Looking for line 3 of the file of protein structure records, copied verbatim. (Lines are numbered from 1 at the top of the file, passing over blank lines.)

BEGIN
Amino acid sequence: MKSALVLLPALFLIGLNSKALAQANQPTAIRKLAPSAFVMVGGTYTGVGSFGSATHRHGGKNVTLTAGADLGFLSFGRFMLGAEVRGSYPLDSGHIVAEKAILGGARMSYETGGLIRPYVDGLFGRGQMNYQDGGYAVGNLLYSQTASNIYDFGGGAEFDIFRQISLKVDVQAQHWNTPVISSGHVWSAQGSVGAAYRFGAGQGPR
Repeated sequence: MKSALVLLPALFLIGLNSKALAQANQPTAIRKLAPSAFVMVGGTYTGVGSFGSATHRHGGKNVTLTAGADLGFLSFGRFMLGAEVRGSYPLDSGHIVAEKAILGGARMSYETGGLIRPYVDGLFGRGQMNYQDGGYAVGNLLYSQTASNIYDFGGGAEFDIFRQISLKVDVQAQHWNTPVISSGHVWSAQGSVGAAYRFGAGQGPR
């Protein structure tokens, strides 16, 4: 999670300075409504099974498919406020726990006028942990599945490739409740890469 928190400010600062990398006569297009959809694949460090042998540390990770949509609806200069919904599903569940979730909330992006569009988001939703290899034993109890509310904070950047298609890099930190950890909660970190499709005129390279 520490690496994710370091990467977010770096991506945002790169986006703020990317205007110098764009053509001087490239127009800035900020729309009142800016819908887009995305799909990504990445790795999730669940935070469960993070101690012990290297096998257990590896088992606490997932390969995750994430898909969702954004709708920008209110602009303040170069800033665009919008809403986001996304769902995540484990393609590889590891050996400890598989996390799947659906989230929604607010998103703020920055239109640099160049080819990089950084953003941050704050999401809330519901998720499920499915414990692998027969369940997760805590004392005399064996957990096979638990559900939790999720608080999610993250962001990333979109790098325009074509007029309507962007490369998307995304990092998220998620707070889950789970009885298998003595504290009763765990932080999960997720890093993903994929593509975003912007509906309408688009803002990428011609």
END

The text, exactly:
């Protein structure tokens, strides 16, 4: 999670300075409504099974498919406020726990006028942990599945490739409740890469 928190400010600062990398006569297009959809694949460090042998540390990770949509609806200069919904599903569940979730909330992006569009988001939703290899034993109890509310904070950047298609890099930190950890909660970190499709005129390279 520490690496994710370091990467977010770096991506945002790169986006703020990317205007110098764009053509001087490239127009800035900020729309009142800016819908887009995305799909990504990445790795999730669940935070469960993070101690012990290297096998257990590896088992606490997932390969995750994430898909969702954004709708920008209110602009303040170069800033665009919008809403986001996304769902995540484990393609590889590891050996400890598989996390799947659906989230929604607010998103703020920055239109640099160049080819990089950084953003941050704050999401809330519901998720499920499915414990692998027969369940997760805590004392005399064996957990096979638990559900939790999720608080999610993250962001990333979109790098325009074509007029309507962007490369998307995304990092998220998620707070889950789970009885298998003595504290009763765990932080999960997720890093993903994929593509975003912007509906309408688009803002990428011609």